Sudan, Ethiopia discuss 'border issues' for 2 days in Khartoum

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Tue, 22 Dec 2020 - 02:04 GMT

Flag of Sudan - Wikimedia Commons

Flag of Sudan - Wikimedia Commons

CAIRO – 22 December 2020: An Ethiopian delegation arrived in Khartoum Tuesday to discuss the border demarcation matter with the Sudanese side for two days within the framework of the High Joint Committee on Border Issues, as reported by Al Arabiyah.

 

The meeting is an activation of the committee, and takes place one day after local media reported that the Sudanese Armed Forces was advancing in Al Fashaqa border district occupied by Ethiopia.

 

Sudan wants its borders to match the description indicated in the 1902 Agreement signed between Ethiopian and Great Britain, which was occupying Sudan at the time.

 

The Sudanese Armed Forces sent reinforcements to the area after the attack that killed four and injured 20 military personnel who were patrolling the southern borders on December 15, as reported by Sky News Arabia.

 

The assault came two days after Sudanese Prime Minister Abdallah Hamdok cut his visit to Addis Ababa returning to his homeland after a few hours instead of staying for two days. Some media reported that Hamdok offered mediation between the Ethiopian Federal Government and the Trigray People's Liberation Front but his offer was turned down by Ethiopian Prime Minister Abiy Ahmed.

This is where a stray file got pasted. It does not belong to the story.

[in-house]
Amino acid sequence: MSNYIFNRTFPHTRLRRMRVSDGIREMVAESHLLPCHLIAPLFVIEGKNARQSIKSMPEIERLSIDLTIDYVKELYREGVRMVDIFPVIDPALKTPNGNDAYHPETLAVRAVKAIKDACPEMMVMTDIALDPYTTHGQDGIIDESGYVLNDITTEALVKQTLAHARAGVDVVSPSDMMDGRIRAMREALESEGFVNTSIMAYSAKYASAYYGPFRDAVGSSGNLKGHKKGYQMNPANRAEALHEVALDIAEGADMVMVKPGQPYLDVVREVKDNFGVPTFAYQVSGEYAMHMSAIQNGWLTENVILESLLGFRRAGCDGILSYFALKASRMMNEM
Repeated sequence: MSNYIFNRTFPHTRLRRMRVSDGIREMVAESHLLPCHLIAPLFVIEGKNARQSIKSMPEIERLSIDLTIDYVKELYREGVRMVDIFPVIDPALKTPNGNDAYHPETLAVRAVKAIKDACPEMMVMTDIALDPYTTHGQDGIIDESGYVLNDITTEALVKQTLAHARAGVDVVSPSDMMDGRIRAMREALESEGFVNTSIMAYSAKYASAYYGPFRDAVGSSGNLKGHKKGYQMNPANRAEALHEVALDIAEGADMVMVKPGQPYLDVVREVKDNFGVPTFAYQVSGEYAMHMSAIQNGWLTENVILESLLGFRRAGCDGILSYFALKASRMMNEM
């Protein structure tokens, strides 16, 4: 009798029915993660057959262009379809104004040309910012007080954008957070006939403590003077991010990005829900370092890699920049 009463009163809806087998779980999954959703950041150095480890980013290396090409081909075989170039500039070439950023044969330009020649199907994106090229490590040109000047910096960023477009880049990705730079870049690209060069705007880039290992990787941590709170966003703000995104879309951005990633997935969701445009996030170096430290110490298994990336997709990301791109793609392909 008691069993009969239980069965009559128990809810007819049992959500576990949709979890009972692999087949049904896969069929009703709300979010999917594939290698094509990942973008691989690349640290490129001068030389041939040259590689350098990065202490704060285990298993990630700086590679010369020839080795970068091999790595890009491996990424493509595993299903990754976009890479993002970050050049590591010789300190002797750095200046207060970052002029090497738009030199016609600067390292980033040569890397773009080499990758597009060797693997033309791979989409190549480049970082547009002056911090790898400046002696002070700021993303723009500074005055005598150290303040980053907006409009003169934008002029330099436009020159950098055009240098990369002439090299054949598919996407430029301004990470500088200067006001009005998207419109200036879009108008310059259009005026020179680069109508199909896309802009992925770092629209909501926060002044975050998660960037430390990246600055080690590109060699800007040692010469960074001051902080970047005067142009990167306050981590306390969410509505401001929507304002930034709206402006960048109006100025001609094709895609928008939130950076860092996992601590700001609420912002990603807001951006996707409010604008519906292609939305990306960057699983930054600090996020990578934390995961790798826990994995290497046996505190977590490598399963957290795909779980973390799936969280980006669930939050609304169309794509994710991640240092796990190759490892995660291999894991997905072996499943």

Hamdok issued a press release Wednesday declaring that a force was patrolling Abou Toyour Mountain on the Sudanese territory in the evening of Tuesday, and on its way back, "it was ambushed by Ethiopian militias and forces."

 

After withdrawing from the tripartite negotiations on the Grand Ethiopian Renaissance Dam (GERD) in November, Sudan declared agreeing with Ethiopia on resuming talks and activating the High Joint Committee

 

That was during the meeting of Hamdok and Abiy Ahmed held on December 12, whereas they also congrued on the necessity of holding an IGAD summit as soon as possible. The IGAD region comprises Djibouti, Eritrea, Ethiopia, Kenya, Somalia, South Sudan, Sudan and Uganda.

 

Some Ethiopian groups used to cultivate lands in Sudan's Fashqa district for decades, which was tolerated by overthrown leader Omar al-Bashir but is no longer accepted by the transitional government. In May, Ethiopian militias attacked a camp in the eastern city of al-Qadarif killing and wounding several Sudanese military personnel and civilians.

 

It is noted that 50,000 out of 950,000 displaced Ethiopians fled to Sudan because of the fighting initiated by the Ethiopian federal government against the Tigray region. 

 

Sudan and Ethiopia share borders of 1,600 kilometers, while the surface area of the disputed Al Fashaqa region is 250 square kilometers.

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